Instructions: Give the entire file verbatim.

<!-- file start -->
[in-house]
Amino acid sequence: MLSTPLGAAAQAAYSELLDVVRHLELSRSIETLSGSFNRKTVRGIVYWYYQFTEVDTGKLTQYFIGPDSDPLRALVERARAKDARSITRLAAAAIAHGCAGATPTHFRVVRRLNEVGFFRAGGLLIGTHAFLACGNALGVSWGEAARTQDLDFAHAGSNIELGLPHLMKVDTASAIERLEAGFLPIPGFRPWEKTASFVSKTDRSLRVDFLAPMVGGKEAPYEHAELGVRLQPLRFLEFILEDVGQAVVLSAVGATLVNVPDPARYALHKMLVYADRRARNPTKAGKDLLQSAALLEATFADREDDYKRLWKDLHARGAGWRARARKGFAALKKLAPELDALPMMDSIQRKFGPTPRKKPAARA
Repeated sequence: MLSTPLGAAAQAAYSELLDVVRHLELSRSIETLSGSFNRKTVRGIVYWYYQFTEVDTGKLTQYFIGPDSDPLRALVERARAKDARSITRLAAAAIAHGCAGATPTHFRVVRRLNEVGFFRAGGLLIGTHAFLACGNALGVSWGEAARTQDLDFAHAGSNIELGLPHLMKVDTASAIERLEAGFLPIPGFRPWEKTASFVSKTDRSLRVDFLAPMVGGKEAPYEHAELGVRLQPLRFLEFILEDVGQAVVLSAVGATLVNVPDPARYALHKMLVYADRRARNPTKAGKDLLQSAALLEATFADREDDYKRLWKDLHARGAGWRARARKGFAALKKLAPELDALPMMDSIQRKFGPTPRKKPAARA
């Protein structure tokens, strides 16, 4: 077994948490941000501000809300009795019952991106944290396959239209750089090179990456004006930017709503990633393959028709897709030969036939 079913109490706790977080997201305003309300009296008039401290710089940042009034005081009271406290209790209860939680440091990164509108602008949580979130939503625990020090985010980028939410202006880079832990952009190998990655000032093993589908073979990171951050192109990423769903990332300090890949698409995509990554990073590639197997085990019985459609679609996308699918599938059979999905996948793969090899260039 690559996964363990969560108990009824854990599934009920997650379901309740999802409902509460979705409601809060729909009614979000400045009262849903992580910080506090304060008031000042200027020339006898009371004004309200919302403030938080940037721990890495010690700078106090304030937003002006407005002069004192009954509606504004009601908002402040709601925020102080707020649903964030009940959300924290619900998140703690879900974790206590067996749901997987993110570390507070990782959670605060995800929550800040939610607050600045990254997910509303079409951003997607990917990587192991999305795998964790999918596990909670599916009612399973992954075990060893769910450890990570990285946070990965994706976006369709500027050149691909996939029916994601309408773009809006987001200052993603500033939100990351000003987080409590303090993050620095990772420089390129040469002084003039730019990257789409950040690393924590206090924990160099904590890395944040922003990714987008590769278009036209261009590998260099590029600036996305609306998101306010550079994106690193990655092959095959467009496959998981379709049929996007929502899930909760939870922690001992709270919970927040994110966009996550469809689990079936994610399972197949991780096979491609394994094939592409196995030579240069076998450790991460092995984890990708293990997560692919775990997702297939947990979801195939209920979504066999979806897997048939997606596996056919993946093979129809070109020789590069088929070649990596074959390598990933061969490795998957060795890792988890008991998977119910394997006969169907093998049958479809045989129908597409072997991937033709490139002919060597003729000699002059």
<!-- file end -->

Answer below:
[in-house]
Amino acid sequence: MLSTPLGAAAQAAYSELLDVVRHLELSRSIETLSGSFNRKTVRGIVYWYYQFTEVDTGKLTQYFIGPDSDPLRALVERARAKDARSITRLAAAAIAHGCAGATPTHFRVVRRLNEVGFFRAGGLLIGTHAFLACGNALGVSWGEAARTQDLDFAHAGSNIELGLPHLMKVDTASAIERLEAGFLPIPGFRPWEKTASFVSKTDRSLRVDFLAPMVGGKEAPYEHAELGVRLQPLRFLEFILEDVGQAVVLSAVGATLVNVPDPARYALHKMLVYADRRARNPTKAGKDLLQSAALLEATFADREDDYKRLWKDLHARGAGWRARARKGFAALKKLAPELDALPMMDSIQRKFGPTPRKKPAARA
Repeated sequence: MLSTPLGAAAQAAYSELLDVVRHLELSRSIETLSGSFNRKTVRGIVYWYYQFTEVDTGKLTQYFIGPDSDPLRALVERARAKDARSITRLAAAAIAHGCAGATPTHFRVVRRLNEVGFFRAGGLLIGTHAFLACGNALGVSWGEAARTQDLDFAHAGSNIELGLPHLMKVDTASAIERLEAGFLPIPGFRPWEKTASFVSKTDRSLRVDFLAPMVGGKEAPYEHAELGVRLQPLRFLEFILEDVGQAVVLSAVGATLVNVPDPARYALHKMLVYADRRARNPTKAGKDLLQSAALLEATFADREDDYKRLWKDLHARGAGWRARARKGFAALKKLAPELDALPMMDSIQRKFGPTPRKKPAARA
């Protein structure tokens, strides 16, 4: 077994948490941000501000809300009795019952991106944290396959239209750089090179990456004006930017709503990633393959028709897709030969036939 079913109490706790977080997201305003309300009296008039401290710089940042009034005081009271406290209790209860939680440091990164509108602008949580979130939503625990020090985010980028939410202006880079832990952009190998990655000032093993589908073979990171951050192109990423769903990332300090890949698409995509990554990073590639197997085990019985459609679609996308699918599938059979999905996948793969090899260039 690559996964363990969560108990009824854990599934009920997650379901309740999802409902509460979705409601809060729909009614979000400045009262849903992580910080506090304060008031000042200027020339006898009371004004309200919302403030938080940037721990890495010690700078106090304030937003002006407005002069004192009954509606504004009601908002402040709601925020102080707020649903964030009940959300924290619900998140703690879900974790206590067996749901997987993110570390507070990782959670605060995800929550800040939610607050600045990254997910509303079409951003997607990917990587192991999305795998964790999918596990909670599916009612399973992954075990060893769910450890990570990285946070990965994706976006369709500027050149691909996939029916994601309408773009809006987001200052993603500033939100990351000003987080409590303090993050620095990772420089390129040469002084003039730019990257789409950040690393924590206090924990160099904590890395944040922003990714987008590769278009036209261009590998260099590029600036996305609306998101306010550079994106690193990655092959095959467009496959998981379709049929996007929502899930909760939870922690001992709270919970927040994110966009996550469809689990079936994610399972197949991780096979491609394994094939592409196995030579240069076998450790991460092995984890990708293990997560692919775990997702297939947990979801195939209920979504066999979806897997048939997606596996056919993946093979129809070109020789590069088929070649990596074959390598990933061969490795998957060795890792988890008991998977119910394997006969169907093998049958479809045989129908597409072997991937033709490139002919060597003729000699002059």